Barbadian entrepreneur Nick Bynoe cannot tolerate hot, spicy foods but that did not deter him from making his own pepper sauce to rival the traditional, mustard-based version.
Nick had not long returned to the island from living overseas when he noticed a gap in the market for different types of pepper sauce and started researching the growing global demand for boutique, small batch hot sauce.
In 2018, Nick registered his business ‘Old Duppy’ and started selling bottles of his pepper sauce at local farmers’ markets. Now, Nick’s hot sauce is in shops around the island, and he has also recently started exporting to the UK.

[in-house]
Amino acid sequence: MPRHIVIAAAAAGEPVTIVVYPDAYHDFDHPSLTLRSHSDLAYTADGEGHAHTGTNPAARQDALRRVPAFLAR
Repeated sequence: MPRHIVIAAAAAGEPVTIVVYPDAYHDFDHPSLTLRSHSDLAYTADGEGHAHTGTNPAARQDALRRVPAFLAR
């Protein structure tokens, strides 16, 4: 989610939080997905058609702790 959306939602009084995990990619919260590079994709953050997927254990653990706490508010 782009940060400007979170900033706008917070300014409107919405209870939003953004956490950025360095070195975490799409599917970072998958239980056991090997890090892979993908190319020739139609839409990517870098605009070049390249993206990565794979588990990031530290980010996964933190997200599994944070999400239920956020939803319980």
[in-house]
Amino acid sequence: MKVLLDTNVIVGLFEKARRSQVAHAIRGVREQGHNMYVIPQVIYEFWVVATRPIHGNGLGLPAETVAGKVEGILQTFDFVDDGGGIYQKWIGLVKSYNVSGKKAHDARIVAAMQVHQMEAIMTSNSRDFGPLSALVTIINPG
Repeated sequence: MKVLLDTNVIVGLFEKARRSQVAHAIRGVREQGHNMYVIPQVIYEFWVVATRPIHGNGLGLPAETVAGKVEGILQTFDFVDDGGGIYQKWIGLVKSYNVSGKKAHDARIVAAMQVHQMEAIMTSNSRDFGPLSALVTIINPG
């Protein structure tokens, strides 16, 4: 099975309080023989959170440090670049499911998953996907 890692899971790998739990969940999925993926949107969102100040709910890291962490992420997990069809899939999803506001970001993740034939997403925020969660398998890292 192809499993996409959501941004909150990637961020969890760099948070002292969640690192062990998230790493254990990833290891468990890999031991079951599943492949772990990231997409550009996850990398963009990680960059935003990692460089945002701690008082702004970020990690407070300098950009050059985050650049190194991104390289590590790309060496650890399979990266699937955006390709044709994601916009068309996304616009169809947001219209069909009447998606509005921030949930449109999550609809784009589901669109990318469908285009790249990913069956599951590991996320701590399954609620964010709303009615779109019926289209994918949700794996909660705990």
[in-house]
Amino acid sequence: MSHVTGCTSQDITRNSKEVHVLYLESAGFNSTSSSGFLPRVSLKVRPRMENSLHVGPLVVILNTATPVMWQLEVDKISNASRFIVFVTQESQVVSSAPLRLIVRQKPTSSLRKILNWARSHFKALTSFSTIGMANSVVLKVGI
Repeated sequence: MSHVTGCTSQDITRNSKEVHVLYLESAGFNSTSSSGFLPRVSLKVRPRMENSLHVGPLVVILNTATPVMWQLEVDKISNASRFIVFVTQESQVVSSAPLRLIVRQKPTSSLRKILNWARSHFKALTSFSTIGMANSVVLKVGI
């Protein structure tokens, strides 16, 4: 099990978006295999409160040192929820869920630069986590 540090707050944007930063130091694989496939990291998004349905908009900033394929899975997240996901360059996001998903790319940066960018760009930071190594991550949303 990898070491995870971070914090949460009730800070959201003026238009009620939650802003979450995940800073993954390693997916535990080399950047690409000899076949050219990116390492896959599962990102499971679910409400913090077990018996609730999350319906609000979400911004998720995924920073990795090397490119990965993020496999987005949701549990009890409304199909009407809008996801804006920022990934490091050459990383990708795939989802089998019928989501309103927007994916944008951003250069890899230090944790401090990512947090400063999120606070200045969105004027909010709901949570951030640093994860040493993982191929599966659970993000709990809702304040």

Yello chatted with Nick about his business and his plans for “global domination”.
Describe yourself using three words.
Ambitious, creative, and philanthropic.
Tell us a little bit about your background.
I grew up in Barbados. My family has been on the island a long time although I have grandparents born in St Vincent and Grenada, so I have a few Caribbean connections.
When I was 13, we moved to Singapore, and I lived there for three years before moving to Hong Kong. I studied in Canada and lived in Toronto for 12 years, but the winters got a bit too much, so I moved back home in 2015.
What was your initial career path?
I studied operations, warehousing, and logistics so that was my professional career. In Canada, I did everything from unloading containers up to being an assistant buyer. When I came back to Barbados that was the field I was in as well, so I did a few jobs before ending up in the furniture industry.